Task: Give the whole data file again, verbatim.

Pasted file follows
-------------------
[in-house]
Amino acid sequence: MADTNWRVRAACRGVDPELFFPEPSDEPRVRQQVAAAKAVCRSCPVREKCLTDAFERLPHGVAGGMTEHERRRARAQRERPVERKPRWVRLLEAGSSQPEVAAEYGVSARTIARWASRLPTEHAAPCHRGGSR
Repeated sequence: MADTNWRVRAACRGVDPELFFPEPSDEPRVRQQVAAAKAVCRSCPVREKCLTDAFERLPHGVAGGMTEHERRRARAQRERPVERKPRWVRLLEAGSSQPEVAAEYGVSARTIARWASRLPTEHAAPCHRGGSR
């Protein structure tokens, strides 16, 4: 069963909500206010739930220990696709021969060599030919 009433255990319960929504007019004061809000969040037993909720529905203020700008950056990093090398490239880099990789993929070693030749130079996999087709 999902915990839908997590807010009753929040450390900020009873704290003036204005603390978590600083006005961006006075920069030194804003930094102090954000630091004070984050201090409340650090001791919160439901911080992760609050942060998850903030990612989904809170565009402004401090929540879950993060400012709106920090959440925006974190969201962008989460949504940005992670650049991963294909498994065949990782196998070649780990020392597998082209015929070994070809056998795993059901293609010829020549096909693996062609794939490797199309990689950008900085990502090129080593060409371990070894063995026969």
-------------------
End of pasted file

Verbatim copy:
[in-house]
Amino acid sequence: MADTNWRVRAACRGVDPELFFPEPSDEPRVRQQVAAAKAVCRSCPVREKCLTDAFERLPHGVAGGMTEHERRRARAQRERPVERKPRWVRLLEAGSSQPEVAAEYGVSARTIARWASRLPTEHAAPCHRGGSR
Repeated sequence: MADTNWRVRAACRGVDPELFFPEPSDEPRVRQQVAAAKAVCRSCPVREKCLTDAFERLPHGVAGGMTEHERRRARAQRERPVERKPRWVRLLEAGSSQPEVAAEYGVSARTIARWASRLPTEHAAPCHRGGSR
């Protein structure tokens, strides 16, 4: 069963909500206010739930220990696709021969060599030919 009433255990319960929504007019004061809000969040037993909720529905203020700008950056990093090398490239880099990789993929070693030749130079996999087709 999902915990839908997590807010009753929040450390900020009873704290003036204005603390978590600083006005961006006075920069030194804003930094102090954000630091004070984050201090409340650090001791919160439901911080992760609050942060998850903030990612989904809170565009402004401090929540879950993060400012709106920090959440925006974190969201962008989460949504940005992670650049991963294909498994065949990782196998070649780990020392597998082209015929070994070809056998795993059901293609010829020549096909693996062609794939490797199309990689950008900085990502090129080593060409371990070894063995026969």